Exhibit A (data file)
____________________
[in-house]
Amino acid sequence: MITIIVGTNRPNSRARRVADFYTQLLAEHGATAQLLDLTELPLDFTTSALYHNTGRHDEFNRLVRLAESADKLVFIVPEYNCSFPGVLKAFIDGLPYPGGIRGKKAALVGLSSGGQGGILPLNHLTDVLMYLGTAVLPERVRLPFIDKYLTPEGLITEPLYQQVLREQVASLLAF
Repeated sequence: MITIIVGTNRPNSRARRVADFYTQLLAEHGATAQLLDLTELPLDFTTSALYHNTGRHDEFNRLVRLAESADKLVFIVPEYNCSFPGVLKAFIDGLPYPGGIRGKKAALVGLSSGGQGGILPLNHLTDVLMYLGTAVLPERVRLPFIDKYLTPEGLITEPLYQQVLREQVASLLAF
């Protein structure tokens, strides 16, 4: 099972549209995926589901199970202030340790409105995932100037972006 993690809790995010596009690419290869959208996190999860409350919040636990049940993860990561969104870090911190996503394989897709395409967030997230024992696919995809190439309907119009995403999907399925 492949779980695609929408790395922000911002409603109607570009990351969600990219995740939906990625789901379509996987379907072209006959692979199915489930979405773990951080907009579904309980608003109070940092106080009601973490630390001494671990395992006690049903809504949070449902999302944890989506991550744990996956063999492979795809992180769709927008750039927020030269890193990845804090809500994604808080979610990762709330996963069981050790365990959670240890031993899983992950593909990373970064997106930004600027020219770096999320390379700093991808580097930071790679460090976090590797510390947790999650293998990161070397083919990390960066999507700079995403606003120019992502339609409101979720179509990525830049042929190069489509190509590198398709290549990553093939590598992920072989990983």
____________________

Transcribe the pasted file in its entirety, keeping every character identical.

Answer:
[in-house]
Amino acid sequence: MITIIVGTNRPNSRARRVADFYTQLLAEHGATAQLLDLTELPLDFTTSALYHNTGRHDEFNRLVRLAESADKLVFIVPEYNCSFPGVLKAFIDGLPYPGGIRGKKAALVGLSSGGQGGILPLNHLTDVLMYLGTAVLPERVRLPFIDKYLTPEGLITEPLYQQVLREQVASLLAF
Repeated sequence: MITIIVGTNRPNSRARRVADFYTQLLAEHGATAQLLDLTELPLDFTTSALYHNTGRHDEFNRLVRLAESADKLVFIVPEYNCSFPGVLKAFIDGLPYPGGIRGKKAALVGLSSGGQGGILPLNHLTDVLMYLGTAVLPERVRLPFIDKYLTPEGLITEPLYQQVLREQVASLLAF
């Protein structure tokens, strides 16, 4: 099972549209995926589901199970202030340790409105995932100037972006 993690809790995010596009690419290869959208996190999860409350919040636990049940993860990561969104870090911190996503394989897709395409967030997230024992696919995809190439309907119009995403999907399925 492949779980695609929408790395922000911002409603109607570009990351969600990219995740939906990625789901379509996987379907072209006959692979199915489930979405773990951080907009579904309980608003109070940092106080009601973490630390001494671990395992006690049903809504949070449902999302944890989506991550744990996956063999492979795809992180769709927008750039927020030269890193990845804090809500994604808080979610990762709330996963069981050790365990959670240890031993899983992950593909990373970064997106930004600027020219770096999320390379700093991808580097930071790679460090976090590797510390947790999650293998990161070397083919990390960066999507700079995403606003120019992502339609409101979720179509990525830049042929190069489509190509590198398709290549990553093939590598992920072989990983």